"... Given samples from distributions p and q, a twosample test determines whether to reject the null hypothesis that p = q, based on the value of a test statistic measuring the distance between the samples. One choice of test statistic is the maximum mean discrepancy (MMD), which is a distance between ..."
Abstract
 Add to MetaCart
Given samples from distributions p and q, a twosample test determines whether to reject the null hypothesis that p = q, based on the value of a test statistic measuring the distance between the samples. One choice of test statistic is the maximum mean discrepancy (MMD), which is a distance between embeddings of the probability distributions in a reproducing kernel Hilbert space. The kernel used in obtaining these embeddings is critical in ensuring the test has high power, and correctly distinguishes unlike distributions with high probability. A means of parameter selection for the twosample test based on the MMD is proposed. For a given test level (an upper bound on the probability of making a Type I error), the kernel is chosen so as to maximize the test power, and minimize the probability of making a Type II error. The test statistic, test threshold, and optimization over the kernel parameters are obtained with cost linear in the sample size. These properties make the kernel selection and test procedures suited to data streams, where the observations cannot all be stored in memory. In experiments, the new kernel selection approach yields a more powerful test than earlier kernel selection heuristics. 1
Ultrahigh Dimensional Feature Screening via RKHS Embeddings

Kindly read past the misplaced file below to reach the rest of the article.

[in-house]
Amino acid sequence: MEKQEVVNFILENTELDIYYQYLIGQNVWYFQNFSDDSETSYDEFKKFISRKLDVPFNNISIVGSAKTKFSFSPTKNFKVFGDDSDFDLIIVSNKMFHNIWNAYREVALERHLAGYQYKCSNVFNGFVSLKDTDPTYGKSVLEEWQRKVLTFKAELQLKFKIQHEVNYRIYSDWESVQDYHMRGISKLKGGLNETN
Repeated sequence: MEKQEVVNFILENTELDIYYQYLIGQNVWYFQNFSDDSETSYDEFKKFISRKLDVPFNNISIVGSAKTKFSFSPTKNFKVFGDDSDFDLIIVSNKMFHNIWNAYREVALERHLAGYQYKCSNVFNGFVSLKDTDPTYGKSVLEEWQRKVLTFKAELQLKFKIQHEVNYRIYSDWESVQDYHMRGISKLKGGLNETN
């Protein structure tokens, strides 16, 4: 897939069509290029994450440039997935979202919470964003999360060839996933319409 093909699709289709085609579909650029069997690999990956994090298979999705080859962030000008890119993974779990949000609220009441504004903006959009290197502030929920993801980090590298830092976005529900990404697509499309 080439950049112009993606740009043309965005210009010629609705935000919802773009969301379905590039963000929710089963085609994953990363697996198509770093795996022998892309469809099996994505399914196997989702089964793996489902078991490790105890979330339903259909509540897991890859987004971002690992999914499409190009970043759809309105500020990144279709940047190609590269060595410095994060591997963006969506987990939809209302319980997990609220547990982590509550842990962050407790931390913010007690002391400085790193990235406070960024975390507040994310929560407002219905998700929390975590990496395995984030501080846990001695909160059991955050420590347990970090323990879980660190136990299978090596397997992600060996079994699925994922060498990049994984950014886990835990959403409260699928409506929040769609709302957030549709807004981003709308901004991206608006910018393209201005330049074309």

"... Feature screening is a key step in handling ultrahigh dimensional data sets that are ubiquitous in modern statistical problems. Over the last decade, convex relaxation based approaches (e.g., Lasso/sparse additive model) have been extensively developed and analyzed for feature selection in high dime ..."
Abstract
 Add to MetaCart
Feature screening is a key step in handling ultrahigh dimensional data sets that are ubiquitous in modern statistical problems. Over the last decade, convex relaxation based approaches (e.g., Lasso/sparse additive model) have been extensively developed and analyzed for feature selection in high dimensional regime. But in the ultrahigh dimensional regime, these approaches suffer from several problems, both computationally and statistically. To overcome these issues, in this paper, we propose a novel Hilbert space embedding based approach to independence screening for ultrahigh dimensional data sets. The proposed approach is modelfree (i.e., no model assumption is made between response and predictors) and could handle nonstandard (e.g., graphs) and multivariate outputs directly. We establish the sure screening property of the proposed approach in the ultrahigh dimensional regime, and experimentally demonstrate its advantages and superiority over other approaches on several synthetic and real data sets. 1
Feature Selection via Dependence Maximization
"... We introduce a framework for feature selection based on dependence maximization between the selected features and the labels of an estimation problem, using the HilbertSchmidt Independence Criterion. The key idea is that good features should be highly dependent on the labels. Our approach leads to ..."
Abstract
 Add to MetaCart
We introduce a framework for feature selection based on dependence maximization between the selected features and the labels of an estimation problem, using the HilbertSchmidt Independence Criterion. The key idea is that good features should be highly dependent on the labels. Our approach leads to a greedy procedure for feature selection. We show that a number of existing feature selectors are special cases of this framework. Experiments on both artificial and realworld data show that our feature selector works well in practice.